The bill amends the Lacey Act, first passed in 1900 and amended several times, that stops the importation of potentially dangerous non-native species. It is similar to a law enacted in 2003 that banned interstate commerce in lions, tigers and other big cats for the pet trade.


The measure, which does not affect the purchase of animals by zoos or research centers, now goes to the Senate.


The bill is H.R. 80.

Saturday, February 21, 2009

Zoos and Bigfoot

I have mixed feelings about zoos. On the one hand, they offer a unique opportunity to study and observe animals to better protect their populations. On the other hand, the similarities between zoos and jails cannot be ignored. Many of the animals don't seem to mind, or even be aware of, their own captivity. Other animals seem to be very aware of it, and some have even taken to behaviors that seem to indicate depression. I have seen gorillas in the Los Angeles Zoo vomiting into their hands, licking it up, and vomiting into their hands again. I returned more than a year later and witnessed the same behavior. I'm no zoologist, but that seems like an unhealthy behavior, both physically and emotionally.


Trying to stay focused on the positive aspects of zoos, I recently visited the Oregon Zoo in Portland, Oregon. My goal was to obtain thermal imaging video of the various primates on display for comparison to a hypothetical future thermal video of a bigfoot.


Knowing that the Oregon Zoo does not have gorillas, I was hoping to film the orangutans, of which the facility has three, a male and two females. Unfortunately for me, but fortunately for these apes, the exhibit is undergoing renovations. The orangutans are currently being held in an enclosure that is behind glass, and thermal imagers cannot see through glass.



Even though my plans were foiled by the glass walls, they did afford me a good opportunity to observe the young male orangutan, Kutai, up close. Thinking of sasquatches all the while, it struck me how wide Kutai's shoulders were, especially when a sasquatch's shoulders might be a full foot or two wider than this tropical cousin's. His hair was coarse and long, almost matted in areas, which brought to mind similar descriptions from eyewitness accounts of bigfoots.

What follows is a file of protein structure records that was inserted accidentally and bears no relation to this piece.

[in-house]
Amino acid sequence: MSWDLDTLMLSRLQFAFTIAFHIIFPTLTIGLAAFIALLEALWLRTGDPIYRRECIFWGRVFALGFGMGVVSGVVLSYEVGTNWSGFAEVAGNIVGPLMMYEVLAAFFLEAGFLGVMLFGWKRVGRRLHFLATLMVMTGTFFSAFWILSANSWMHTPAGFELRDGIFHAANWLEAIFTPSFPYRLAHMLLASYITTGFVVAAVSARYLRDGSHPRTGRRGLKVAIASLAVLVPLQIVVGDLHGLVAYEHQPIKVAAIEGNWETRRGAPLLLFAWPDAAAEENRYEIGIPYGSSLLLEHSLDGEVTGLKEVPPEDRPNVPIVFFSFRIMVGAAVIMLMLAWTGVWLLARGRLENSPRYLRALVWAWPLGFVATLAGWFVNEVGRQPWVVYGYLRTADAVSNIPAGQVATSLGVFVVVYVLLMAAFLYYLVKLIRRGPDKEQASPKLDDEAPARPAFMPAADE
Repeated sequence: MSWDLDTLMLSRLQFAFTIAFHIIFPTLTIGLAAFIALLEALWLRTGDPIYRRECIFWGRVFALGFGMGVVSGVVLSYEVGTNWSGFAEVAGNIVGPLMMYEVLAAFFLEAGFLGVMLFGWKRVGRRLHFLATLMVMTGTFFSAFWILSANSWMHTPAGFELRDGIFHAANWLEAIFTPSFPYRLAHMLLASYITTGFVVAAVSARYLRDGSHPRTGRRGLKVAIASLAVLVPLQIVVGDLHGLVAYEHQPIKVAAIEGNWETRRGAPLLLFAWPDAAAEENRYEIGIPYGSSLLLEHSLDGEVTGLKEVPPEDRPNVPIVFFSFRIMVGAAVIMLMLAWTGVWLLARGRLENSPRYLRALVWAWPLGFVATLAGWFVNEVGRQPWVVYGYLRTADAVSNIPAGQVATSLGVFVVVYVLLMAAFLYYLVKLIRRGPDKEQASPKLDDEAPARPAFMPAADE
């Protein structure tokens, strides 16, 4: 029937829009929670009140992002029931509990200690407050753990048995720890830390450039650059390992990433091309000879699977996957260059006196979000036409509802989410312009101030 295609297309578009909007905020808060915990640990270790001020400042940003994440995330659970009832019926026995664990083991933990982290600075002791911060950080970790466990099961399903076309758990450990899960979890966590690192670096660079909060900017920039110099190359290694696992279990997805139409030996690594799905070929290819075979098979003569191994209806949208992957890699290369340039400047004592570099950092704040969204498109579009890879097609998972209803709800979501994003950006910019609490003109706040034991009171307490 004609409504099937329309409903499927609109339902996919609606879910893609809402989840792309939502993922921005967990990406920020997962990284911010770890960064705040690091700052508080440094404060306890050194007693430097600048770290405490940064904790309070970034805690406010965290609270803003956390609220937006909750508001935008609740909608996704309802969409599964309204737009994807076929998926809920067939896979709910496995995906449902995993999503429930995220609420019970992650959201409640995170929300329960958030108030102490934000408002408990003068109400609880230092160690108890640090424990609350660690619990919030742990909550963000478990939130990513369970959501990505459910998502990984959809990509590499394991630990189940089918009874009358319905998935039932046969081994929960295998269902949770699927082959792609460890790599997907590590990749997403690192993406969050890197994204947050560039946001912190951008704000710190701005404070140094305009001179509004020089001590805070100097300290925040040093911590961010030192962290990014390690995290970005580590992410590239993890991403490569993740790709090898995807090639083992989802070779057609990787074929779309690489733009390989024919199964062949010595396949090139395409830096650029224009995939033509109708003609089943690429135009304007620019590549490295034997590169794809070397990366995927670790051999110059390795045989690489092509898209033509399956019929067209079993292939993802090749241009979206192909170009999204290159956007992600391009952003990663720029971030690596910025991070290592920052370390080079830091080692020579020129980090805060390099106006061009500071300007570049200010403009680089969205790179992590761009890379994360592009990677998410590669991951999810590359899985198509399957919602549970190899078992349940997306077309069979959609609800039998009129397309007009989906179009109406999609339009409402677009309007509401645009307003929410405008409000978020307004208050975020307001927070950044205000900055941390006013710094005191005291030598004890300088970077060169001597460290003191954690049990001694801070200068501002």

At one point, Kutai was walking around his enclosure and approached the glass wall from where various families and I were watching. He picked up a piece of cardboard that was lying in the enclosure, and covered his face with it as he walked away from us. The crowd laughed and anthropomorphized his behavior by saying that he was playing peek-a-boo. Personally, I think he didn't like us looking at him, and I don't blame him. Certainly orangutans, shy and arguably the most intelligent of the tropical apes, like a little privacy.


My hopes of filming apes were not totally dashed that day. Even though the chimpanzees were also behind glass, probably to keep them warm in this temperate climate, the sun broke through at one point and they were allowed into their outside enclosure to enjoy the weather. That is when I obtained the following footage, which is also posted on my website, http://www.northamericanbigfoot.com/ in the "Research" section.


video



There were a few surprises awaiting me at various locations. While observing the polar bears (seen below with the helmet of its most recent victim), I looked down and saw giant human-like footprints on the floor. They showed no claw marks and were over 16 inches long. Unfortunately, they were a graphic depiction of the carbon footprint of industrialized nations.





Near the penguin exhibit, I ran across an interesting sculpture. It seemingly depicted a man telling stories to a young girl, surrounded by various animals native to the Pacific Northwest. The animals included wolves, bears, cougars, and a large upright ape looking over the shoulders of the man, apparently listening to the tale. Besides humans, there is only one large ape-like species in the Pacific Northwest...